Who is Responsible for Literacy?

September 26, 2010 at 7:49 pm | Posted in uncategorized | 2 Comments

Posted by Micah Moore

In this Literacy class, the majority of our time is devoted to going over various reading strategies teachers can employ to help students engage with whatever they are reading. There are all types of very useful strategies that can be used before, during, and after reading. But, when it all comes down to it the teacher seems to be the only one responsible for a student’s literacy after a certain point. If the student is having trouble reading, the teacher is often first to be blamed by the public. But, who else is responsible for that student’s literacy?

Donna Main of the Worchester County Times says in her article, Literacy is a shared community responsibility , that literacy is not just the responsibility of schools but the whole community. Main writes, “In fact, I believe that the success of our nation relies on strong reading skills, making literacy a shared responsibility for us all.” She talks about how a school in her area has very strong connections with the local libraries, and that they also participate in larger book clubs.

So I think as teachers, or future teachers, we should reach out and get the community involved with student literacy. Perhaps bringing up the overall community literacy will bring up student literacy levels as well. It would also give the community more of a stake in the education and literacy of young people in their community.

So my question is: What are some good ways of getting the community involved in student literacy? Are some ways more appropriate, or better than others?



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  1. Micah,
    I find your idea of the communities responsibility to be interesting. I have seen in many of communities where the local library has pushed literacy. But, I find the community idea to be even more inspiring when applied to the schools themselves. What about the school’s or even districts community and how they departmentalize this problem called literacy? If the communities within the schools are focused on supporting and growth of literacy wouldn’t the problem be fixed much more effectively. Not only would the students have more comprehensive support, but the student would have a larger vocabulary base and decoding techniques for all subject material. After looking at Peter’s post on text discussions, i found a math vocabulary section on his link. http://dww.ed.gov/see/?T_ID=23&P_ID=59&c1=1099&c2=1099&c3=1099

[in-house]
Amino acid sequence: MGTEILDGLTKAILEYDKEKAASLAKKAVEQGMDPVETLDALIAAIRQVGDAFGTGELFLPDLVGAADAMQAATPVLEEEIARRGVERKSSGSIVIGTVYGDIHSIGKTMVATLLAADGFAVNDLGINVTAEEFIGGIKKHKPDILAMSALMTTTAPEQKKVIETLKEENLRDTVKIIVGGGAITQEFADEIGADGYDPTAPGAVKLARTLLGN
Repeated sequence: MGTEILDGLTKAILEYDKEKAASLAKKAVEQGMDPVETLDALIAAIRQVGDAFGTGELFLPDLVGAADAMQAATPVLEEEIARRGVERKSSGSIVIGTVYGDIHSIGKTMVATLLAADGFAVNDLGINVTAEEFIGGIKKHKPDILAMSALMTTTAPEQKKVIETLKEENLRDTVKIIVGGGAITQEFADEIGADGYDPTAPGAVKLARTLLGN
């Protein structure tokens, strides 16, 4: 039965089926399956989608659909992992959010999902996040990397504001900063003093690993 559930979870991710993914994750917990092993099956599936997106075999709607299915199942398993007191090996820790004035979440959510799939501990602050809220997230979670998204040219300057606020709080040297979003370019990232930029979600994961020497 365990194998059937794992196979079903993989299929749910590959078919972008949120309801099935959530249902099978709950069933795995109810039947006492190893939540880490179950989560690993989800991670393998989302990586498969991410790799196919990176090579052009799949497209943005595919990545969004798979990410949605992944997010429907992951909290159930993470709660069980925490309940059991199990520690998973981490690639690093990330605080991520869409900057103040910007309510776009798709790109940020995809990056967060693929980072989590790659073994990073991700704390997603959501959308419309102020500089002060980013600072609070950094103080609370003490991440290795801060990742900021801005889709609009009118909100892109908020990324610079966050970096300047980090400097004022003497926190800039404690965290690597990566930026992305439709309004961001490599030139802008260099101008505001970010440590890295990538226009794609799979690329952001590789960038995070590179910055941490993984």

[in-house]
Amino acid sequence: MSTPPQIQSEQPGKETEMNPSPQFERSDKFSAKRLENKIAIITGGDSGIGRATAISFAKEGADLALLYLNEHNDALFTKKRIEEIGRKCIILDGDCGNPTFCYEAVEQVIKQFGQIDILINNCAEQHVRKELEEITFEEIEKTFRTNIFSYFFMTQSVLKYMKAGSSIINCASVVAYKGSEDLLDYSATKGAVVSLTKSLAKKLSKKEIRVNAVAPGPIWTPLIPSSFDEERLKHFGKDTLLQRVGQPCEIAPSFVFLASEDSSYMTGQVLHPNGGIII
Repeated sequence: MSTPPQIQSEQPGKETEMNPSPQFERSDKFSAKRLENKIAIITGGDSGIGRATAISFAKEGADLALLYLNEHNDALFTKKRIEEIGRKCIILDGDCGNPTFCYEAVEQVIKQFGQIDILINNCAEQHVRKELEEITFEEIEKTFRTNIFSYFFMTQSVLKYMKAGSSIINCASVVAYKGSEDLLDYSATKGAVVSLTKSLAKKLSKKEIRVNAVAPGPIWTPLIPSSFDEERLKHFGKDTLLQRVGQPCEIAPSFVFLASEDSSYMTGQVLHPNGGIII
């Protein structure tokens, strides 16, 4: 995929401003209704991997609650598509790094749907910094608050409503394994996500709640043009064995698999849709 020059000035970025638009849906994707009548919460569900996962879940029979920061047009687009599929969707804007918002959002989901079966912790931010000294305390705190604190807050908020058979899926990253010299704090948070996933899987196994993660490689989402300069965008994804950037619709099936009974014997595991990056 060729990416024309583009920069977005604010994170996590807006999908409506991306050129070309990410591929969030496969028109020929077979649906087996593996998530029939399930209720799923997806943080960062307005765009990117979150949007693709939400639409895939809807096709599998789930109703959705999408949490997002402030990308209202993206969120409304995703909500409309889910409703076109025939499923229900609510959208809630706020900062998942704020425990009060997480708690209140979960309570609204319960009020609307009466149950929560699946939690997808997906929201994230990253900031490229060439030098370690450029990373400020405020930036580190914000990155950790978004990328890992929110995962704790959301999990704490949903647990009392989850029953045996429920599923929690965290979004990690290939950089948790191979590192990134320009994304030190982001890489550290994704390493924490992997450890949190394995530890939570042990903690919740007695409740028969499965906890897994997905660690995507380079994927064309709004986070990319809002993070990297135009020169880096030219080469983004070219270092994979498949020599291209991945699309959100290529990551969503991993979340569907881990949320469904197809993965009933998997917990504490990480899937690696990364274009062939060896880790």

In this program, the kept a journal of all the words learned. How helpful would that be when used in all subject areas? Its like create your own dictionary!

  2. Micah, I thought the article was interesting and insightful because we are used to thinking about literacy (and addressing literacy) from a localized perspective (either a classroom or individual students). Realizing that students take cues from their community to construct their behavior, interests, and world view helps us see how connected we all really are. Utilizing the community to instill in young readers that reading is critical in whether or not students adopt and appreciate reading and literacy skills. I believe the bulk of community-wide programs should be focused at elementary and middle school students, because that will help to inspire them to read at an early age. BOOK-IT was one of my favorite programs growing up. The genius of the program was that it rewarded reading with something that kids love (pizza), and got them recognition both inside the classroom and out among others in the community. I think programs like BOOK-IT can be utilized at the high school level with modifications such as: using scholarships and pizza as motivators, incorporating community service, growing partnerships between schools and public libraries, local businesses, and local sports teams. I think all of these approaches could be effective for increasing literacy at the high school level, if designed and implemented correctly. A great journal article for this topic of community responsibility in student literacy can be found here.

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